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The Starlight Saga, Chapter Five

Mac O'Roni

     Gambit walked into the Danger Room at the usual time the next morning, dressed in full uniform, flanked by Beast and Wolverine.
     “What’s he doing here, Henry?” Cyclops demanded.
     “He’s ready to go back on active duty, Cyke,” Logan growled.
     “He’s fine, Cyclops. Really.”
     Scott nodded once. “All right then. If you can show me you’re in good condition, Gambit, and if you can work with Beast and Wolverine without problems, I’ll put you back on the team.”
     “Merci, mon brave.”
     They took up their positions and training began. Gambit did indeed seem to be in peak condition again, not even evincing any sign of injury, let alone of fear. But still, Cyclops sensed that something was off kilter. He just couldn’t put his finger on it.
     Gambit actually felt damned good. It was good to be fighting and not to be afraid, not to feel anything at all but a sort of blissed-out serenity. His empathy was cranked to it’s highest degree, and he was picking up waves of sexual energy and an almost blinding affection from his two companions, and that was good, too. Hell, everything was good this morning, even being up early.
     By the end of the session, Cyclops was ready to believe that this last fact was what felt so off. He couldn’t remember a time when Gambit hadn’t complained, bitterly and at length, on being forced to get up before noon for a workout. He was willing to believe that the man simply hadn’t wanted to say anything that might jeopardize his chances of getting put back on active duty.
     “You’re up, Gambit,” he called out as they hit the showers. “I’m putting you back in action, but provisionally. I want you to stay close to Hank and Logan for now, until I’m completely satisfied that you’ve really kicked this Sabretooth thing.”
     “Oui, Cyke. Thank you.”
     “Don’t thank me yet. You’re on probation, mister. Keep it straight.”
     “And as for you two,” Cyclops said, turning to the doctor and the Canadian. “Keep your eyes on him. He did damned good out there today, but that’s just a training session. If we get in a real combat situation, I want to know I have someone watching out for him. I will not lose a man to a memory.”
     “No problem, Cyke. Blue an’ I’ll stick close, won’t we, Hank?” Logan said.
     “Good. And keep doing whatever it is you’re doing with him—I can’t believe how much he’s improved already.”
     Logan and Hank shared a look. “Yeah, Slim, we’ll be happy to,” Wolverine said, grinning.
     “Always glad to help a friend,” McCoy added.

     It was Gambit’s turn to make supper, which was widely considered a great misfortune. It wasn’t that he was a bad cook—quite the contrary, his culinary skills were very impressive—but that most of the X-Men preferred their food a little less spicy than he prepared it. One-alarm entrees as opposed to four-alarm.
     Wolverine didn’t mind hot food, but even he was duly impressed at how blasé Gambit was about spice. He had seen the man pop whole red peppers as a snack, and the hottest peppers in the world couldn’t make him blink. Logan sometimes wondered if the kid’s tongue weren’t made of adamantium.
     Therefore, it was more than a little surprising to everyone when dinner turned out to be chicken Cordon Bleu, with virtually no spice in it at all, and no cayenne whatsoever. “This is really delicious,” Jubilee said around a mouthful. “And it doesn’t set my tongue on fire. Way to go, Swamp Rat.”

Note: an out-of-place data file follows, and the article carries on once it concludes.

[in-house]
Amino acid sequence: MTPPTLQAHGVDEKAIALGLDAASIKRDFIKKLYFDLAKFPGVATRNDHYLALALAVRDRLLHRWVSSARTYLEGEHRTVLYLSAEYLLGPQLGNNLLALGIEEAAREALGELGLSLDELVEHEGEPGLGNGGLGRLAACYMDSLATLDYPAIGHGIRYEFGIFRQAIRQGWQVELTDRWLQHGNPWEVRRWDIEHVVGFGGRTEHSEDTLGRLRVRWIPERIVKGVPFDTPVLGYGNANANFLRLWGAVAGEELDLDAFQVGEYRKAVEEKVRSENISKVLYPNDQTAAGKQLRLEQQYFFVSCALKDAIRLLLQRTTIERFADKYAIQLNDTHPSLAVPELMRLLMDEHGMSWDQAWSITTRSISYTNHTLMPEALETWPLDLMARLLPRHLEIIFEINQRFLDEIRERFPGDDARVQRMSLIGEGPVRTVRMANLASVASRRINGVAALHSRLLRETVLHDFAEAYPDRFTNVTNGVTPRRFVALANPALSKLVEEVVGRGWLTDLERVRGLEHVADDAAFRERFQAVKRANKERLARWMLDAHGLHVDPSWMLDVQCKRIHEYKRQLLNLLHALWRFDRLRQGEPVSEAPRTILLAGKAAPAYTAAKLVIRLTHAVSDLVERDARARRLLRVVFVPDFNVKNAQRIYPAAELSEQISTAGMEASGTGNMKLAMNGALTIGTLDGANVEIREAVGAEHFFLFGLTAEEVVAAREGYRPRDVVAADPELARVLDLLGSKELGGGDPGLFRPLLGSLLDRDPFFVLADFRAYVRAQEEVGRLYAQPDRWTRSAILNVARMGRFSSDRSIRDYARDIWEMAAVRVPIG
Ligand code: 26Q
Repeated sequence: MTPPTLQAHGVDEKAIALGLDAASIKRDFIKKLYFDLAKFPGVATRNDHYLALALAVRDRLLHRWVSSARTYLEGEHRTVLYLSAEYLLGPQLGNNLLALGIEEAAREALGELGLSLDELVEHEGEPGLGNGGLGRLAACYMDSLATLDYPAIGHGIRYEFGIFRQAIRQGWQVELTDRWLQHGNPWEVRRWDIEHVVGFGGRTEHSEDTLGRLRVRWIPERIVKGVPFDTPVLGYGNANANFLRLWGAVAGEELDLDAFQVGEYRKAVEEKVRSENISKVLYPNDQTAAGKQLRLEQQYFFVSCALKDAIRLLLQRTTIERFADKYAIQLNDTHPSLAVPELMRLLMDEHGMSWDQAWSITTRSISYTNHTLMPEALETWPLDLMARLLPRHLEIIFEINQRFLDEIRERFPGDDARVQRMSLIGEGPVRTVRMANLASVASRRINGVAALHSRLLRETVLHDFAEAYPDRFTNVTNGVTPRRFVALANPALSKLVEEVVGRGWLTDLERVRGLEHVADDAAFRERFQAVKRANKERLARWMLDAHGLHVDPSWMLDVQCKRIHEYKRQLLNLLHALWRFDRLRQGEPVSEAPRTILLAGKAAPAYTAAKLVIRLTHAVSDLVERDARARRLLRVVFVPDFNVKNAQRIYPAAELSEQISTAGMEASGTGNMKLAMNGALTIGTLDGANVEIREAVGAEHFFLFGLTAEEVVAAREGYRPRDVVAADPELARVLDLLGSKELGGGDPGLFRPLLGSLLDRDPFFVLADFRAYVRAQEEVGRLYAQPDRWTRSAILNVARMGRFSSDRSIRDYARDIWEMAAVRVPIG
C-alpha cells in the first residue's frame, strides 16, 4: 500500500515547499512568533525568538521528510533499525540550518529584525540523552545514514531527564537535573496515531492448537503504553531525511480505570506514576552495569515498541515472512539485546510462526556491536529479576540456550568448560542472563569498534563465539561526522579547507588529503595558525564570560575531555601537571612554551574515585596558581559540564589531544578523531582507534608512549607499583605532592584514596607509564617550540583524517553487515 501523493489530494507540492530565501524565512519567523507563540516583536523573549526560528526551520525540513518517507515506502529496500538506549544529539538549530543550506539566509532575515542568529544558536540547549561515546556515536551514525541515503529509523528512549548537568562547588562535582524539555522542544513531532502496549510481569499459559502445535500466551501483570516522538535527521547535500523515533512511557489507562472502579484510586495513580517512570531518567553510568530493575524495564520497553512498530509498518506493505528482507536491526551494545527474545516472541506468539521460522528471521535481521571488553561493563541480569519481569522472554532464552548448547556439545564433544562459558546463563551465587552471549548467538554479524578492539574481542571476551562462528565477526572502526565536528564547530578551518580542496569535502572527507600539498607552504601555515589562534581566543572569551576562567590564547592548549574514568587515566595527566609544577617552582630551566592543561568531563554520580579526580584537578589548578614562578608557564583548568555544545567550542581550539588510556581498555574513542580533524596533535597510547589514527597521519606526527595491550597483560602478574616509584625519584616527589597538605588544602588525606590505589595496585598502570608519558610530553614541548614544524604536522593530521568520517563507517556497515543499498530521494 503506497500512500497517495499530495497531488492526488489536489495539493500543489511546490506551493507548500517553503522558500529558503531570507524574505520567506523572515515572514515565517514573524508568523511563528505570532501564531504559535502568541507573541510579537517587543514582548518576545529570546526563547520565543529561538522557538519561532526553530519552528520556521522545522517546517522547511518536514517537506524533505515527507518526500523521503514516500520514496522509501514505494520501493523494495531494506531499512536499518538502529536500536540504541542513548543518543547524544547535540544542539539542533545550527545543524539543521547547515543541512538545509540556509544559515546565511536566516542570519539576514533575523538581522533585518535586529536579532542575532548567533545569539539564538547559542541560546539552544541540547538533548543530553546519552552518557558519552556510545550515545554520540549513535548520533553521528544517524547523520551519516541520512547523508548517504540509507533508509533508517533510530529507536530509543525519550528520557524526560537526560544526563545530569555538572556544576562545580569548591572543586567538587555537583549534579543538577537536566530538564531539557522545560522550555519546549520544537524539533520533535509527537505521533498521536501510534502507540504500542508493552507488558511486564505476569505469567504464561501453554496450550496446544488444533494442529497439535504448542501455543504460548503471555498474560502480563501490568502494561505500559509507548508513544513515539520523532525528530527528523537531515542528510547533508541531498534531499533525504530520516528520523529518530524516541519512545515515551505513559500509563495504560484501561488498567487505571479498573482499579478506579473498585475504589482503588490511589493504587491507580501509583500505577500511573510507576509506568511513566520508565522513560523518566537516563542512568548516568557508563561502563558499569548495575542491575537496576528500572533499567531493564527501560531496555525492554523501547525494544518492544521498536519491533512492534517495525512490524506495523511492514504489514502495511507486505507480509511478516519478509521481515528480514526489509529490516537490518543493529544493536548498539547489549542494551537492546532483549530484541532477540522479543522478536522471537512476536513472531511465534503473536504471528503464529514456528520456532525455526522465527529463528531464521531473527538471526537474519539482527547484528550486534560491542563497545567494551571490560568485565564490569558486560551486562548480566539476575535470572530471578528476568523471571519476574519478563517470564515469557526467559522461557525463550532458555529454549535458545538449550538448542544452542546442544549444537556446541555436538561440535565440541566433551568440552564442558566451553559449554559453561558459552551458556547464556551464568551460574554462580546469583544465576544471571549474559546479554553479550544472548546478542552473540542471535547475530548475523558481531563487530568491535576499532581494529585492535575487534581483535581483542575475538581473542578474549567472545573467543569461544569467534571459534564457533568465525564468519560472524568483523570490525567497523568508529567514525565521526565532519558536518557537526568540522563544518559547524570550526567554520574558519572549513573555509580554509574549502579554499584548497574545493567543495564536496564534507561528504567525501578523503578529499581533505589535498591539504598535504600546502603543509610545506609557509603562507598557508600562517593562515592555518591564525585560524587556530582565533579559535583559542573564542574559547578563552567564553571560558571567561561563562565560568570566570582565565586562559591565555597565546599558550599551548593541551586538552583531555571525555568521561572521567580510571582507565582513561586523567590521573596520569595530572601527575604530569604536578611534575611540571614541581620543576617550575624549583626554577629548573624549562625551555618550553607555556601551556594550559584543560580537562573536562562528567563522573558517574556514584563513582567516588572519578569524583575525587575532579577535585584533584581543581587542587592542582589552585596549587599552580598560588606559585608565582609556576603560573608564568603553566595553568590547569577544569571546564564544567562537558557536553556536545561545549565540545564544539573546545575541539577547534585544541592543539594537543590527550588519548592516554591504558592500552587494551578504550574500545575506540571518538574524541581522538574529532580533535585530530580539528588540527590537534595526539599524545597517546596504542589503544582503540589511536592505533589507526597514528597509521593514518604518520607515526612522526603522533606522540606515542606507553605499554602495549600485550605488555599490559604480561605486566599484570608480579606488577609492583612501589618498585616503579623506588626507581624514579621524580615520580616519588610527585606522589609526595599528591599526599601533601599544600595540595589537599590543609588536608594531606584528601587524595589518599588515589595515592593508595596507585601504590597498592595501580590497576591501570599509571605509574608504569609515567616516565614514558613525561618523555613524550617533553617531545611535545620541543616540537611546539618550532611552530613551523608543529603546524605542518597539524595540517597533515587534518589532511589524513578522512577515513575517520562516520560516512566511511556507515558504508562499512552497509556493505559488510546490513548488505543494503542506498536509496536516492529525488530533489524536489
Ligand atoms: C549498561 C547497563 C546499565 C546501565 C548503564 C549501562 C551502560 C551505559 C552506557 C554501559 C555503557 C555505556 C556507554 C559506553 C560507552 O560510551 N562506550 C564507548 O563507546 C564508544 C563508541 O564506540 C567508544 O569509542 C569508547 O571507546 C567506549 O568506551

Gambit smiled vaguely and said nothing. It seemed to Ororo that her brother had been unusually quiet all day—under ordinary circumstances, he would be laughing and talking and telling stories, setting the room on fire with his electrifying personality. Although he was far from the biggest man on the team, he usually seemed to dwarf all the other X-Men, particularly at the supper table, his own peculiar social element. He was loud, expansive, charming, and often somewhat ribald—a dominating presence. This evening, and all of that day, he had seemed somehow diminished. Serene, yes, but that was hardly a natural condition for him.
     He sat flanked on either side by Hank and Logan, and both men seemed to be trying to make up for their companion’s unaccustomed reserve. They laughed too loud, spoke with unusual animation, and studiously ignored Gambit and each other, as though they were hiding something between them and were afraid a wrong word or a look would give away their secrets. They, too, had been behaving strangely all day, and hovering around Remy like presidential secret service men. Storm wondered exactly what was going on.
     “Brother, will you be going to Harry’s tonight?” she asked innocently.
     Remy turned his head toward her with painful slowness. She half expected to hear hinges creaking. “No, padnat,” he said, his voice drawling more than usual. “I don’t t’ink I will be.”
     Storm felt a cold chill go racing down her spine and she had to exercise incredible control to refrain from shuddering. She had just made a connection in her mind that she didn’t care for. She remembered the movie they had watched a few nights before, and how she had joked that her brother reminded her more of the big, slow-witted John Coffey, he of the healing hands, than the murderous little mouse-loving Cajun man in that movie, and she remembered his eerily perfect imitation of that deep, drawling voice. He was not consciously imitating that character now, she felt certain, but there were vacancy signs in his eyes that were hellishly similar to the empty serenity that was John Coffey’s trademark expression. They had killed the man before the movie was over, although they’d known he was innocent, although they’d known he was a miracle of their beloved God. Sacrificed him on the altar of their blind goddess Justice. She remembered a horrible time when her dear brother had been sacrificed to satisfy that malicious bitch, and knew he was still paying for that travesty of a cherished ideal to this day. Sudden lightning flashed outside the dining room windows and she marshaled her will against the anger and grief that rose in her breast at the memory.
     “Remy, are you feeling quite all right?” she asked.
     “I’m fine, chère.”
     “Are you certain?”
     “All aces, padnat. Why you ask?”
     “It’s just that you seem a little…disconnected.”